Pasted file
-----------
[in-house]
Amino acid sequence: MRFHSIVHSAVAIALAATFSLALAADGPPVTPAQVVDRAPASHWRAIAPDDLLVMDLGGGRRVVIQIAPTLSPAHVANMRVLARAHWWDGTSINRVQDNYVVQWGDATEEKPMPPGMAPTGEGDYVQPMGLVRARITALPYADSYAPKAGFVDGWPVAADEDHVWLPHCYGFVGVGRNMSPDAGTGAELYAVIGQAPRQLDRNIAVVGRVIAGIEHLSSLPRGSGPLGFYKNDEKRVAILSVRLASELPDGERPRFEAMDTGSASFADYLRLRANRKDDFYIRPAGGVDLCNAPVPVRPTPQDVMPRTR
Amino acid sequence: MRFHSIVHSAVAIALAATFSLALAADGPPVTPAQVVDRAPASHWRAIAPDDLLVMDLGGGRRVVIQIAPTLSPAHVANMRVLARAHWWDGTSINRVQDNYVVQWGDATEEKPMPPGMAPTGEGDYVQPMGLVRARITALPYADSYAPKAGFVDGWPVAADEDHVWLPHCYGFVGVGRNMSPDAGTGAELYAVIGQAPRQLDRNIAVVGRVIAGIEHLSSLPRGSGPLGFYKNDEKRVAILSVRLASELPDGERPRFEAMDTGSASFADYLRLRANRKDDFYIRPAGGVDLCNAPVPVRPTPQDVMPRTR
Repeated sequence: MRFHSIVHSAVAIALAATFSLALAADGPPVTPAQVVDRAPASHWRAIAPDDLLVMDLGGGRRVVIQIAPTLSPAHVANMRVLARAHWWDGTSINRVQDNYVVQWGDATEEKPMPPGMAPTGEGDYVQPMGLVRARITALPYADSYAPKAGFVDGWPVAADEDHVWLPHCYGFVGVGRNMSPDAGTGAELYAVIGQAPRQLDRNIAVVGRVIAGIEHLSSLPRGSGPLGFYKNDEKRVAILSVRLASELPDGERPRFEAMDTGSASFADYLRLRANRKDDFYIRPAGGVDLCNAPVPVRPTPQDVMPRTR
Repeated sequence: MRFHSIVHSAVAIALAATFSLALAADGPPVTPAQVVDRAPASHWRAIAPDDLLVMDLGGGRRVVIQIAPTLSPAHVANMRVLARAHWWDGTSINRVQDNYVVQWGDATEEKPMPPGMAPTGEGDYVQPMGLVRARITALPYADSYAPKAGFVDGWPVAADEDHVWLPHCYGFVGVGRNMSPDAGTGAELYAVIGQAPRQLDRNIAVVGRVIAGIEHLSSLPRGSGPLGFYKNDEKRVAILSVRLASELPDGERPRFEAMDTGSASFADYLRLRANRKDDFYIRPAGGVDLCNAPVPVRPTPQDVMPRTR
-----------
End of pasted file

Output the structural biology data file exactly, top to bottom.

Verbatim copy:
[in-house]
Amino acid sequence: MRFHSIVHSAVAIALAATFSLALAADGPPVTPAQVVDRAPASHWRAIAPDDLLVMDLGGGRRVVIQIAPTLSPAHVANMRVLARAHWWDGTSINRVQDNYVVQWGDATEEKPMPPGMAPTGEGDYVQPMGLVRARITALPYADSYAPKAGFVDGWPVAADEDHVWLPHCYGFVGVGRNMSPDAGTGAELYAVIGQAPRQLDRNIAVVGRVIAGIEHLSSLPRGSGPLGFYKNDEKRVAILSVRLASELPDGERPRFEAMDTGSASFADYLRLRANRKDDFYIRPAGGVDLCNAPVPVRPTPQDVMPRTR
Amino acid sequence: MRFHSIVHSAVAIALAATFSLALAADGPPVTPAQVVDRAPASHWRAIAPDDLLVMDLGGGRRVVIQIAPTLSPAHVANMRVLARAHWWDGTSINRVQDNYVVQWGDATEEKPMPPGMAPTGEGDYVQPMGLVRARITALPYADSYAPKAGFVDGWPVAADEDHVWLPHCYGFVGVGRNMSPDAGTGAELYAVIGQAPRQLDRNIAVVGRVIAGIEHLSSLPRGSGPLGFYKNDEKRVAILSVRLASELPDGERPRFEAMDTGSASFADYLRLRANRKDDFYIRPAGGVDLCNAPVPVRPTPQDVMPRTR
Repeated sequence: MRFHSIVHSAVAIALAATFSLALAADGPPVTPAQVVDRAPASHWRAIAPDDLLVMDLGGGRRVVIQIAPTLSPAHVANMRVLARAHWWDGTSINRVQDNYVVQWGDATEEKPMPPGMAPTGEGDYVQPMGLVRARITALPYADSYAPKAGFVDGWPVAADEDHVWLPHCYGFVGVGRNMSPDAGTGAELYAVIGQAPRQLDRNIAVVGRVIAGIEHLSSLPRGSGPLGFYKNDEKRVAILSVRLASELPDGERPRFEAMDTGSASFADYLRLRANRKDDFYIRPAGGVDLCNAPVPVRPTPQDVMPRTR
Repeated sequence: MRFHSIVHSAVAIALAATFSLALAADGPPVTPAQVVDRAPASHWRAIAPDDLLVMDLGGGRRVVIQIAPTLSPAHVANMRVLARAHWWDGTSINRVQDNYVVQWGDATEEKPMPPGMAPTGEGDYVQPMGLVRARITALPYADSYAPKAGFVDGWPVAADEDHVWLPHCYGFVGVGRNMSPDAGTGAELYAVIGQAPRQLDRNIAVVGRVIAGIEHLSSLPRGSGPLGFYKNDEKRVAILSVRLASELPDGERPRFEAMDTGSASFADYLRLRANRKDDFYIRPAGGVDLCNAPVPVRPTPQDVMPRTR